School of Communication Dean Barbara O’Keefe plans to step down next year
Distinguished dean will have served 20 years expanding the reach, impact of the school
Barbara O’Keefe, dean of Northwestern University’s School of Communication for nearly two decades, plans to step down as dean in 2020 after a distinguished tenure leading the transformation of the school’s faculty and programs, national reputation and global impact, Provost Jonathan Holloway announced today.
O’Keefe, a professor of communication studies and Annenberg University Professor, became the sixth dean of the School of Speech in 2000. Under her leadership, it was renamed the School of Communication and became a prototype for what a communication school should be in the 21st century.
She led the transformation of the school’s curriculum and fostered highly interdisciplinary, cross-platform programs at every level from pre-college to undergraduate, professional and doctoral studies. Today, the school is comprehensive, housing the departments of communication sciences and disorders, communication studies, radio-television-film, performance studies and theatre, which includes music theatre and dance.
O’Keefe will continue as dean for another academic year, help a successor with the transition and step down as dean Aug. 31, 2020, after 20 years in the role, Holloway said. She will continue to serve on the school faculty. The University will name a committee to launch a global search for her successor later this fall, he said.
“Dean O’Keefe has led the School of Communication through a dramatic period of change and progress and broadened its impact and influence, not just nationally, but globally,” President Morton Schapiro said. “We are extraordinarily proud of the work she has done and how she transformed one of Northwestern’s oldest, most eminent schools so that it could advance the art, science and practice of human communication in countless new ways.”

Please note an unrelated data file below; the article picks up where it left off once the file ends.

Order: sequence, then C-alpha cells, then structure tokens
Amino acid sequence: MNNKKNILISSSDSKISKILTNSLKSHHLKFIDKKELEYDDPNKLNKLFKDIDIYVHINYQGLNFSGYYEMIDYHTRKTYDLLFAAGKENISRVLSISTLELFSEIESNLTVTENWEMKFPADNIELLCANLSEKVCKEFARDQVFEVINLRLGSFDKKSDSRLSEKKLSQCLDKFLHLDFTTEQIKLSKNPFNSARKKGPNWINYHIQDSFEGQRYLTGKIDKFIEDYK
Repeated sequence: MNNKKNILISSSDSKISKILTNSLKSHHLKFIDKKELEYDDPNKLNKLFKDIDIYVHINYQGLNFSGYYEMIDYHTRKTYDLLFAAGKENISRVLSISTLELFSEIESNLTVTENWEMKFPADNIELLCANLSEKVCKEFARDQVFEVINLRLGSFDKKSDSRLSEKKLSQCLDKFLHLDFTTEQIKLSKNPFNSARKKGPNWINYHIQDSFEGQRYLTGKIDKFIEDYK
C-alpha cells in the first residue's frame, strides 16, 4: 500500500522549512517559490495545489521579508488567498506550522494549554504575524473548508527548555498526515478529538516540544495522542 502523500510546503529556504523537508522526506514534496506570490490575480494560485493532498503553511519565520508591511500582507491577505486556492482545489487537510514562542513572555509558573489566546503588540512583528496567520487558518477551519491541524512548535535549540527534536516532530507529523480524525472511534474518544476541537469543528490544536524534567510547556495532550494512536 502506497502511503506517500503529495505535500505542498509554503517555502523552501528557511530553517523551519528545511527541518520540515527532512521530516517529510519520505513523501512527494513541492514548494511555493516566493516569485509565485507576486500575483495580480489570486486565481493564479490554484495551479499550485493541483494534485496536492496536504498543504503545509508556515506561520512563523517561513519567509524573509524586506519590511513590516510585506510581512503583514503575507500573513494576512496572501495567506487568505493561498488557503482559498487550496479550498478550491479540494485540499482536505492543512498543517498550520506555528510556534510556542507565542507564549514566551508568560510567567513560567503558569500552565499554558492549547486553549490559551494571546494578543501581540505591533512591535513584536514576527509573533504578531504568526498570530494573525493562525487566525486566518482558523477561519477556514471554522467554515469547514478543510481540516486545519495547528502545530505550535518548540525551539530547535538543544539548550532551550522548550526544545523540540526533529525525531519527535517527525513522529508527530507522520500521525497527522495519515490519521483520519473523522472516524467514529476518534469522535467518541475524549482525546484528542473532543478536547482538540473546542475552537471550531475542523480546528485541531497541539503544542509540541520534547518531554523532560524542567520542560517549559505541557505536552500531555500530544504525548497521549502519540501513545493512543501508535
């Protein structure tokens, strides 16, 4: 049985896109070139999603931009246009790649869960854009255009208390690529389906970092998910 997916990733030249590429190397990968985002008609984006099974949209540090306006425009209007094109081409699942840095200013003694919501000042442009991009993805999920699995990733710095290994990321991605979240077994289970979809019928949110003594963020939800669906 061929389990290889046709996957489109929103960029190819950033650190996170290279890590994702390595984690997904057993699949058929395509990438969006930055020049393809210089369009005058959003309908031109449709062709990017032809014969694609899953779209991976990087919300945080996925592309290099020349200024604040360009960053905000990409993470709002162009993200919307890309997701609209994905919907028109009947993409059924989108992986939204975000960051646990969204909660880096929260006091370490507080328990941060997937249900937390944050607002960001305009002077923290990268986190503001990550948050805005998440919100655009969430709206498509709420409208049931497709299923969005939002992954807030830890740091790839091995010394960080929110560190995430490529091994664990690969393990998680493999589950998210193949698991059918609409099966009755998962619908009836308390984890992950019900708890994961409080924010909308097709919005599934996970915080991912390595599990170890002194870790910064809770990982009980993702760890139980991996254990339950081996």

In announcing her plans to step down, O’Keefe said, “I feel very privileged to have been given the opportunity to reshape and build the School of Communication. A quirk of its demographics meant that early in my tenure, we had a wave of retirements, which permitted us to recruit an entirely new generation of faculty, including increasing numbers of women and faculty of color.”
“Throughout my tenure,” she added, “Northwestern’s leadership provided amazing support for our plans to rebuild the school, investing in our facilities, graduate programs and faculty. The gratitude I feel toward them is boundless. I have loved being part of the great project they gave me, but it has taken 100 percent effort, every day and every year. I believe I have finished the work I was brought here to do, and now I am eager to have more time to spend on my own agenda.”
The School of Communication’s vibrant programs have their history in the art of elocution and oratory, dating back to 1868, when the first course in elocution was offered at Northwestern, followed quickly by a certificate program that launched the school’s offerings.
Today, its alumni include some of the biggest names in entertainment, theater, film and the performing arts, such as Stephen Colbert, Julia Louis-Dreyfus, Seth Meyers, Heather Headley and Mary Zimmerman. The school’s goals are to transform “how our culture hears, speaks, shares, creates, emotes, engages, includes and inspires.”
“Barbara O’Keefe has dedicated her leadership as dean to improving the scholarship, faculty and programming in the School of Communication and to ensuring its students and faculty remain at the forefront of communication research and discovery in America,” Holloway said. “In an era when communication skills and platforms are constantly changing, Dean O’Keefe has been instrumental in making Northwestern a role model in both theory and practice in communication arts and sciences.”
The School of Communication’s devoted alumni underscored that leadership and their own allegiance to the University by coming back in large numbers to participate in CommFest 2018, a gala night of high-wattage star power and performances to raise money for a new MFA program in acting and a new downtown location for the school’s students. Stars like Colbert, Harry Lennix and others gave moving tributes to the dean and the school and expressed their gratitude for their professors and Northwestern, saying they were pivotal to their later success.